For any teacher leading a unit on agriculture, this would be a valuable lesson. Learners compose an essay on the topic, "Agriculture Counts." The discussion that occurs in-class before any writing begins really does show the many, many ways that agriculture touches our lives in the things we eat, wear, use for recreation... the list goes on. Terrific instructions for how to construct the essay are embedded in this impressive plan.
Students understand the structure and types of essays. In this essay writing activity, students create a graphic organizer to gather ideas for their writing. Students develop the point of their essay and write a thesis statement. Students complete a summary including details.
In this essay writing worksheet, 11th graders read information on how to write an essay. Drafting, paragraph structure, persuasive writing, topic sentences, essay planning, and revising, are topics covered in the worksheet. Students answer about thirty questions related to these different areas.
Here is a comprehensive stereochemistry exam for advanced chemistry kids. In the 101 problems, there are short answer, multiple choice, and drawing questions. Topics include chiral and achiral molecules, enantiomers and diastereomers, asymmetric carbons, meso compounds, and more! Hopefully it contains everything that you would want to assess.
Narrative essay writing is the focus of a series of exercises that model for learners how to not only read a narrative, but how to also examine the techniques fiction writers use to create a setting, develop their characters, represent action, and establish a theme. Class members listen to examples from Grapes of Wrath, Tillie Olsen’s “I Stand Here Ironing,” and Marcus Zusak’s The Book Thief, and then respond to question about the selections. Step-by-step directions for the various activities, discussion questions, and a resource list are included in the richly detailed plan.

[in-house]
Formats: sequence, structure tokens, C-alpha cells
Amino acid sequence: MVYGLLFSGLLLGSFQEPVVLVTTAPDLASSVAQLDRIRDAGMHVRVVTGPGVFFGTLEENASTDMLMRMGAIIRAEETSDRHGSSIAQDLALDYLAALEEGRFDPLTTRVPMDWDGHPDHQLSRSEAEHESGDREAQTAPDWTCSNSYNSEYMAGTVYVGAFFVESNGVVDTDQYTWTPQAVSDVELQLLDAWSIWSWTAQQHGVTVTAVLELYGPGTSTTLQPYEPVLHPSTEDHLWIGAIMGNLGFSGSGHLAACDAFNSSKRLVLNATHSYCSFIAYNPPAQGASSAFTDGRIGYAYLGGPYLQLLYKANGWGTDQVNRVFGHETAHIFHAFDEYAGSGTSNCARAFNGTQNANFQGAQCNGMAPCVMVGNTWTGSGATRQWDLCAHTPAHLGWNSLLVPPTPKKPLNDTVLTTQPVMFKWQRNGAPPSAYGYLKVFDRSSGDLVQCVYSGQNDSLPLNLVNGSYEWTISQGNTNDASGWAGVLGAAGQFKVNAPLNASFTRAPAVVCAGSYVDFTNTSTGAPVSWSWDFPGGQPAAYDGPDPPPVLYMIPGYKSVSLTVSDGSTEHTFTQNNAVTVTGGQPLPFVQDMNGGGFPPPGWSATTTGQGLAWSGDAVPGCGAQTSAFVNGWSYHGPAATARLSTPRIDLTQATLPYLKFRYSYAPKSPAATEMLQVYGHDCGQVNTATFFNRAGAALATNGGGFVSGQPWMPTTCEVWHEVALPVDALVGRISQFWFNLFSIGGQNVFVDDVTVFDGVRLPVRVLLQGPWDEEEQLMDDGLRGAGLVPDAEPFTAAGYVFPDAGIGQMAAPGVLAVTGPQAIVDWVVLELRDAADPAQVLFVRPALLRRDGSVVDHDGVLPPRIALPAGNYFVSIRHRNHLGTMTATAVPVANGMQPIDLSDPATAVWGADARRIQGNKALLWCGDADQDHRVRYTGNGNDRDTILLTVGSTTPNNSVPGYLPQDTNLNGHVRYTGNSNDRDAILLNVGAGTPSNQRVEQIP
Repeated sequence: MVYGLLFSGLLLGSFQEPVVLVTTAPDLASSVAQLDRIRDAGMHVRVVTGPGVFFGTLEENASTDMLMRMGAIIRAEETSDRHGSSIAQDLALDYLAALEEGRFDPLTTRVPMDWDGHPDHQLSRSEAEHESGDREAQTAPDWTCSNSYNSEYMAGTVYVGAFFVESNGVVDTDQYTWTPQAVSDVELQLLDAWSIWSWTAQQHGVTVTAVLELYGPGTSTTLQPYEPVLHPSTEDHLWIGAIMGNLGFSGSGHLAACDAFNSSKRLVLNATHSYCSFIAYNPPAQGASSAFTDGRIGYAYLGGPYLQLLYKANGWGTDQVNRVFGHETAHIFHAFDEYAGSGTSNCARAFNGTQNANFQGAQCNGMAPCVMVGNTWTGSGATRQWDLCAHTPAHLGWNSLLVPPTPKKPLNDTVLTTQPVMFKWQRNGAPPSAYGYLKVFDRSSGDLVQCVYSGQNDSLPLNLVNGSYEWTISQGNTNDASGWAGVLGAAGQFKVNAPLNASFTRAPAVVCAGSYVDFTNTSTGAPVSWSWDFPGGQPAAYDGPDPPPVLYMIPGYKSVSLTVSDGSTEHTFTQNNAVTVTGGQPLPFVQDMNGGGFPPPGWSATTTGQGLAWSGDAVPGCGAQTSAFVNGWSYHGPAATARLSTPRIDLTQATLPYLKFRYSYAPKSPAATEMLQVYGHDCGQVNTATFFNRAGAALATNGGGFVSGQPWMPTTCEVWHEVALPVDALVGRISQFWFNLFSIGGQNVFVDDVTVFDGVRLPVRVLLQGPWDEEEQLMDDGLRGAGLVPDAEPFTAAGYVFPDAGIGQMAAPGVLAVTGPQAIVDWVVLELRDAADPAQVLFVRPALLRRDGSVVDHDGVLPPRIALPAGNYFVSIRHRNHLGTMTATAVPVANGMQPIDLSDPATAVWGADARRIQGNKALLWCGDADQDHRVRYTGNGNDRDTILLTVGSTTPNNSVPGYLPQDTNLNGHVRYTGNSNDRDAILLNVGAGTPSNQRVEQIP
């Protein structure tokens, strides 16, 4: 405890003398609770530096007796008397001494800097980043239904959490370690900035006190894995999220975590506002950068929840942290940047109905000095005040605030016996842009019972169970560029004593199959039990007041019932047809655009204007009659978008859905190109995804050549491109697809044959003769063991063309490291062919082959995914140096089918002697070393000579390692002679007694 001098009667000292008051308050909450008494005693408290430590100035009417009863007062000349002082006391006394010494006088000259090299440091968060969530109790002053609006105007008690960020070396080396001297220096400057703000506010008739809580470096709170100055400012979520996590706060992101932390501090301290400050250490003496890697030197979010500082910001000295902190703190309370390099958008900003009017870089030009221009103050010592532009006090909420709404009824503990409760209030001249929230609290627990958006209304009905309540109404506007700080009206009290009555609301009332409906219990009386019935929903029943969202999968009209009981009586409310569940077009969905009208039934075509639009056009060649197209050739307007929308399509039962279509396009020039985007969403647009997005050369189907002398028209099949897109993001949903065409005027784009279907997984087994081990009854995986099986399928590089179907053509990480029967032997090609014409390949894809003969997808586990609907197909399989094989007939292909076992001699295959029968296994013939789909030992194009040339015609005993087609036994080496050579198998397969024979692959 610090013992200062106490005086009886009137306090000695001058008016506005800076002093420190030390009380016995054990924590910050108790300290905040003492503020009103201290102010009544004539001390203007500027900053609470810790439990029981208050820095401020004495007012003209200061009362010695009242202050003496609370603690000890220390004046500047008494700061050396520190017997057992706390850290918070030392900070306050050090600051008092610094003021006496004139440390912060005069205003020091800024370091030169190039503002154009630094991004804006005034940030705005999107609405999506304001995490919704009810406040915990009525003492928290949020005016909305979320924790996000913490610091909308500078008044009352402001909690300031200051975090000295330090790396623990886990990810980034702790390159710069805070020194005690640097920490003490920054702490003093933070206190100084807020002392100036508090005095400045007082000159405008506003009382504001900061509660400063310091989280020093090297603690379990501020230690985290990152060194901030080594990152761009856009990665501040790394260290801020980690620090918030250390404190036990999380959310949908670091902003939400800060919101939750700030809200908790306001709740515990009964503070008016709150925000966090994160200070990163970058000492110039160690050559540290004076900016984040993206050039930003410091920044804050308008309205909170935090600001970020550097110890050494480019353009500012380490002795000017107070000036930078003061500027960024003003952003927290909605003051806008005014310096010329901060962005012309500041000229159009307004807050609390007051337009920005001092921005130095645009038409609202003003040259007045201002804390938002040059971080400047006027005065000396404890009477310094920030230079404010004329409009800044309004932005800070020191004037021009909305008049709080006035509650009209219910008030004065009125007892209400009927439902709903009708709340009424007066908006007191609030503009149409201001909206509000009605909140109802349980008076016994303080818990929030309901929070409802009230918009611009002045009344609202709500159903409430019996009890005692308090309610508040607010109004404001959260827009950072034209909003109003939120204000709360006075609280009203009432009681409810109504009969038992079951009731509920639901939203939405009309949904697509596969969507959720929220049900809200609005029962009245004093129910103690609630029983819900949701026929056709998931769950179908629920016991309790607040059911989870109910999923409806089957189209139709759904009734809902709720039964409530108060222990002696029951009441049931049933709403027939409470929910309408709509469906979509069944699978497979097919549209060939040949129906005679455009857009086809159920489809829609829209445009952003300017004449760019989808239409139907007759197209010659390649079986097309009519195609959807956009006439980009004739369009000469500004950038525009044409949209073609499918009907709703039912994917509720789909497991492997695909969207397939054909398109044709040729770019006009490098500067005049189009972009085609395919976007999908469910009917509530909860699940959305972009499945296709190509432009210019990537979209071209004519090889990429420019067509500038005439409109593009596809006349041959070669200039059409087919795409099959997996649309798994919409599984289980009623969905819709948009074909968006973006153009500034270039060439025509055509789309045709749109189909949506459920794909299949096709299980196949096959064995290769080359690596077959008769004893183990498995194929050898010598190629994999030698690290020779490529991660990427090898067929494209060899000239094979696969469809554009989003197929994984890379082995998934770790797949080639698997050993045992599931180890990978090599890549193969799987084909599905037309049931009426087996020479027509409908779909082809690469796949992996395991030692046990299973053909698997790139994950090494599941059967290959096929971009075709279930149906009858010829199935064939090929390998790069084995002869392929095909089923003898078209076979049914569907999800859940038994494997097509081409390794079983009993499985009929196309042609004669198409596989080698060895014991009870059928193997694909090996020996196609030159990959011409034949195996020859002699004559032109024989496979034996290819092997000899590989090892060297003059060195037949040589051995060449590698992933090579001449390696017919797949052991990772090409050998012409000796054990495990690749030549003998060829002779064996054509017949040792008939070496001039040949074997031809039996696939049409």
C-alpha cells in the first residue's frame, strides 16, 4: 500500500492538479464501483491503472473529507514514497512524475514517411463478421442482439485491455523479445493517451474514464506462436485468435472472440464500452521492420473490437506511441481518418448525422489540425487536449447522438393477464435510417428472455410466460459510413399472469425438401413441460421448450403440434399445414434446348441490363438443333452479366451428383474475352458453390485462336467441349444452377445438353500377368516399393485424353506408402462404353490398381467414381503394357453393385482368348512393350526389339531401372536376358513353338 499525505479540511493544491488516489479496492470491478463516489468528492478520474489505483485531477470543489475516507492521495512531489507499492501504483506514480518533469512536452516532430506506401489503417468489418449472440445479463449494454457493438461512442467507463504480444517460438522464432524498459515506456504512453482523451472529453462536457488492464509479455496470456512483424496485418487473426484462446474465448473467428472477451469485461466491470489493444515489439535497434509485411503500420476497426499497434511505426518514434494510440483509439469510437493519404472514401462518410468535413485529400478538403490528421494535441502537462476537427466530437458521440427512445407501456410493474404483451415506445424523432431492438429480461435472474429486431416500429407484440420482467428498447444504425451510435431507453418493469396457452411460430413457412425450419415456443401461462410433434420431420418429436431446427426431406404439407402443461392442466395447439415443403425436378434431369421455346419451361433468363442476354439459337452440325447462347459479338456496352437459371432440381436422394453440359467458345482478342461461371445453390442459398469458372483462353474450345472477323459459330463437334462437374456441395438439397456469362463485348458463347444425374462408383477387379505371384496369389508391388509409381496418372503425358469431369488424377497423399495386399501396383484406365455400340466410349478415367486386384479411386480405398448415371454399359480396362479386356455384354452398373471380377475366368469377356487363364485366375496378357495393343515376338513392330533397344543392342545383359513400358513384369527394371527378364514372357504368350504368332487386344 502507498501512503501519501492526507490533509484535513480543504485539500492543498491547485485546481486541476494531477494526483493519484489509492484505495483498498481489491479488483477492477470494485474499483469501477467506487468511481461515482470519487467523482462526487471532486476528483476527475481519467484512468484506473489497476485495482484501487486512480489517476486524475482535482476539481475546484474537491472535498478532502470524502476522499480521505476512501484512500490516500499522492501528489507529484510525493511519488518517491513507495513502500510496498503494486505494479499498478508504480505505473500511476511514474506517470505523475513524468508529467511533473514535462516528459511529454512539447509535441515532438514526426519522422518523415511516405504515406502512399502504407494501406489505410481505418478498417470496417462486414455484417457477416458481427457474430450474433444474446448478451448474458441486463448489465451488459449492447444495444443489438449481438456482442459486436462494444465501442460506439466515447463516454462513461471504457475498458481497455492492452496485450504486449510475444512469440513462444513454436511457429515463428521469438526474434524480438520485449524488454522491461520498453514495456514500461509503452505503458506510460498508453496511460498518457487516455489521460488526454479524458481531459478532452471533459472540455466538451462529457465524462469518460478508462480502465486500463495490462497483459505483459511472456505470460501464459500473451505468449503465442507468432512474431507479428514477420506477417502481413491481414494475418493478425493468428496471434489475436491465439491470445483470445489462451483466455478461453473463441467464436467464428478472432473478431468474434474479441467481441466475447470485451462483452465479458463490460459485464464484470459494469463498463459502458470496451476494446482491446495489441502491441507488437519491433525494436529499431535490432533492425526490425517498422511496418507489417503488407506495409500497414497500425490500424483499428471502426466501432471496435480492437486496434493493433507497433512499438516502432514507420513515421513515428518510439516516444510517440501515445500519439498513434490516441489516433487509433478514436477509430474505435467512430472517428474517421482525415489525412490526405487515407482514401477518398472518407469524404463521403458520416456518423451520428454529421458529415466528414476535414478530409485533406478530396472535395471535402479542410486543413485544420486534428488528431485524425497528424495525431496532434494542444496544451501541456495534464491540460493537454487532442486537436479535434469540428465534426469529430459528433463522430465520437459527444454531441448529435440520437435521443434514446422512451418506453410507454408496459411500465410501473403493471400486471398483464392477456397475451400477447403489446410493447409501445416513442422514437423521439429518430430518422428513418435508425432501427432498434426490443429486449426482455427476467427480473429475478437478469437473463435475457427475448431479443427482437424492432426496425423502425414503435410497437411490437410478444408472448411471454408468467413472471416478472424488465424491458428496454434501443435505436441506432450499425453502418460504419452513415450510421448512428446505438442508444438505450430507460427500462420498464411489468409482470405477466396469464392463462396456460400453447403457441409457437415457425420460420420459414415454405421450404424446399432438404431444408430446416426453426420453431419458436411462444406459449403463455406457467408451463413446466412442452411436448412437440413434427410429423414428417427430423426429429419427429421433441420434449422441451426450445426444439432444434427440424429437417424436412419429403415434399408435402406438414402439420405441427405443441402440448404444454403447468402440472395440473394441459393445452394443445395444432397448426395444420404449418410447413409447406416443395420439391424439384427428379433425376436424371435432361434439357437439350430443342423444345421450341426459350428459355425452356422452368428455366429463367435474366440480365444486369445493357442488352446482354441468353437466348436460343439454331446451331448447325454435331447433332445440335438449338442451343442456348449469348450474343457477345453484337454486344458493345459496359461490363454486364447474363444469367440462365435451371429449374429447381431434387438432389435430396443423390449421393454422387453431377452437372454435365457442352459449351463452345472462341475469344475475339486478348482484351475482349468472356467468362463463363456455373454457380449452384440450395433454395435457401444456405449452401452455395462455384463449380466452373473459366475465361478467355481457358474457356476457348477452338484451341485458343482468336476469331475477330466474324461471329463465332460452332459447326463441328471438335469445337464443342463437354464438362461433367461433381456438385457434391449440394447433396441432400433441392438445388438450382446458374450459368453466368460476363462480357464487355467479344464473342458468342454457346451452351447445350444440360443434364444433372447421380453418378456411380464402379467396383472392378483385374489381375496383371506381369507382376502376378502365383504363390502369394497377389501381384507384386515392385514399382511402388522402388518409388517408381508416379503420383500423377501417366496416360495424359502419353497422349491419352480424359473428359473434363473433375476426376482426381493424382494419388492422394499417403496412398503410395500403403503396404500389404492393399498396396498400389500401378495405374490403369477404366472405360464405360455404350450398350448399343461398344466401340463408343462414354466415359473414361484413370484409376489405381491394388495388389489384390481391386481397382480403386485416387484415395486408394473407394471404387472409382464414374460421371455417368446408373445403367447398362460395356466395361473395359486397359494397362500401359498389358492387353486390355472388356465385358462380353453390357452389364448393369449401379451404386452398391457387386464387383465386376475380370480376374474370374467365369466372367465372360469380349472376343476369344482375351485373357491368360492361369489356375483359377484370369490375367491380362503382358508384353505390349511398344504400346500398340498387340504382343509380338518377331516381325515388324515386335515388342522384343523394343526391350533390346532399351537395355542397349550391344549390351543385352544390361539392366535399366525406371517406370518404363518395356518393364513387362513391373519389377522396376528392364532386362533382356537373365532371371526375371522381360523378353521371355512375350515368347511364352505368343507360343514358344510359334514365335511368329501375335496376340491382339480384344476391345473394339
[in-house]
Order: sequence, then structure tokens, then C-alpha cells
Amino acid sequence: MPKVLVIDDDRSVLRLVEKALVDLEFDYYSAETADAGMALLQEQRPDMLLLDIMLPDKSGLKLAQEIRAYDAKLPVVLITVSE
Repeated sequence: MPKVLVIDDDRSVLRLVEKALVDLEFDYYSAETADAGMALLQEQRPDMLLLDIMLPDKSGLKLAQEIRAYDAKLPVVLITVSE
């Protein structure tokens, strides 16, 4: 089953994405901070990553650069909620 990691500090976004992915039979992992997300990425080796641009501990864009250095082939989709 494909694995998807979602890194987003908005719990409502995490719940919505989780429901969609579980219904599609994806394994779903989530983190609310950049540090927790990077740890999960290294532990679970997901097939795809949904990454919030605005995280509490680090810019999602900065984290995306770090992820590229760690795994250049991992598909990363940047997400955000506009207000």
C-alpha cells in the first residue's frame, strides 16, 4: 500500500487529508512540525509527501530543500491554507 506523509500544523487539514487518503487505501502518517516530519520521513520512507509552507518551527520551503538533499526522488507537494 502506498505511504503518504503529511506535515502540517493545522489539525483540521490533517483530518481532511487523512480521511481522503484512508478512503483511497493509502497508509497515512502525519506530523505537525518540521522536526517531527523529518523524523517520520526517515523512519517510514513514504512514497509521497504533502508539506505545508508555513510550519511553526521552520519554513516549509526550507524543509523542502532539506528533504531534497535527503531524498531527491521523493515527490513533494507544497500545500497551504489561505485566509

As a writer, if you have a weak introductory paragraph or thesis statement, you might lose your audience! Have your middle and high schoolers practice writing introductory paragraphs that include clear thesis statements in response to document based questions. Use this lesson plan to work on writing essays for document-based question, as well as to reinforce the concept of a strong thesis statement and introductory claim.
At 32 slides, one would think this presentation on thesis statements is a bit too long, but it is the most important component of a well-written essay! Help your developing writers craft concise, interesting theses with this PowerPoint. Some common mistakes are introduced (using the first person, unclear language, stating a fact, etc.), and your class has to brainstorm how to fix it. Several slides of practice are included to ensure your kids walk away with a better sense of how to write an effective thesis statement.
Editors discover how to use highlighters and sticky notes in the revision process and complete the process by conducting a self-assessment. Although this resource focuses on peer preview, the suggestions for teacher response are particularly valuable.
Are you a first year AP Spanish teacher? Will you be teaching literature this year? Read this article for some professional development; what can you do to ensure your Spanish learners build their skills and master Spanish literature?